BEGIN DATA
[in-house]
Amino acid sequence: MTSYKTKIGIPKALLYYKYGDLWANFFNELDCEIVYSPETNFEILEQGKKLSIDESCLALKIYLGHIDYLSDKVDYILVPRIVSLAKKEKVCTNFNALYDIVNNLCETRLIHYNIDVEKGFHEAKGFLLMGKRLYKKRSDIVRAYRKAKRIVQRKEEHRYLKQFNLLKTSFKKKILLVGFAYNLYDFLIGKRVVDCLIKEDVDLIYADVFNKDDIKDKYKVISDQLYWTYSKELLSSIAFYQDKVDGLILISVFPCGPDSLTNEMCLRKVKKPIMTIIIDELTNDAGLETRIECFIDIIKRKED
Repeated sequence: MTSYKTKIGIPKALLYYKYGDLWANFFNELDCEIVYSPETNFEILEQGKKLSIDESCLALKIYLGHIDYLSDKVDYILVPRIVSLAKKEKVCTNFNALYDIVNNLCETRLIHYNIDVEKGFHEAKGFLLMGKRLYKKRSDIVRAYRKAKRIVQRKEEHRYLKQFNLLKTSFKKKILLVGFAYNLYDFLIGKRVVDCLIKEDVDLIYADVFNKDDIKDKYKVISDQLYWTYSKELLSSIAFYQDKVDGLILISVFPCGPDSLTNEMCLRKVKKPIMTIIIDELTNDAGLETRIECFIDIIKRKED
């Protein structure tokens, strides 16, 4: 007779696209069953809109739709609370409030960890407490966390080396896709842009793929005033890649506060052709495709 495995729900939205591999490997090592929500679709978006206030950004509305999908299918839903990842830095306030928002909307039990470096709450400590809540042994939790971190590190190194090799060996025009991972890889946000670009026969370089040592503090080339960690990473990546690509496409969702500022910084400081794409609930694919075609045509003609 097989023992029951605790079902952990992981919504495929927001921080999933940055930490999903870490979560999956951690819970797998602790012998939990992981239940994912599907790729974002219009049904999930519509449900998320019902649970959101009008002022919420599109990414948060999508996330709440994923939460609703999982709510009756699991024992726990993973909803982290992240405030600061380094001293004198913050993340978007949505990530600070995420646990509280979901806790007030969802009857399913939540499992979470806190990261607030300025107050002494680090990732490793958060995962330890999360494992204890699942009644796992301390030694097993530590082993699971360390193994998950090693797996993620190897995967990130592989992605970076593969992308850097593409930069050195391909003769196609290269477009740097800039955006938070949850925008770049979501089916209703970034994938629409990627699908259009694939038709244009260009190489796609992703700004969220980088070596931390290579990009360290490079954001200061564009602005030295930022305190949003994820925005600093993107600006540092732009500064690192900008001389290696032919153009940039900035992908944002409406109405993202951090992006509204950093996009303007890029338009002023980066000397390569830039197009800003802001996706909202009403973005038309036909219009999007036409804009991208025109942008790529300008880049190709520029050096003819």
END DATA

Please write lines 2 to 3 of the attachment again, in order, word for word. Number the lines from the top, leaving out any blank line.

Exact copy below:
Amino acid sequence: MTSYKTKIGIPKALLYYKYGDLWANFFNELDCEIVYSPETNFEILEQGKKLSIDESCLALKIYLGHIDYLSDKVDYILVPRIVSLAKKEKVCTNFNALYDIVNNLCETRLIHYNIDVEKGFHEAKGFLLMGKRLYKKRSDIVRAYRKAKRIVQRKEEHRYLKQFNLLKTSFKKKILLVGFAYNLYDFLIGKRVVDCLIKEDVDLIYADVFNKDDIKDKYKVISDQLYWTYSKELLSSIAFYQDKVDGLILISVFPCGPDSLTNEMCLRKVKKPIMTIIIDELTNDAGLETRIECFIDIIKRKED
Repeated sequence: MTSYKTKIGIPKALLYYKYGDLWANFFNELDCEIVYSPETNFEILEQGKKLSIDESCLALKIYLGHIDYLSDKVDYILVPRIVSLAKKEKVCTNFNALYDIVNNLCETRLIHYNIDVEKGFHEAKGFLLMGKRLYKKRSDIVRAYRKAKRIVQRKEEHRYLKQFNLLKTSFKKKILLVGFAYNLYDFLIGKRVVDCLIKEDVDLIYADVFNKDDIKDKYKVISDQLYWTYSKELLSSIAFYQDKVDGLILISVFPCGPDSLTNEMCLRKVKKPIMTIIIDELTNDAGLETRIECFIDIIKRKED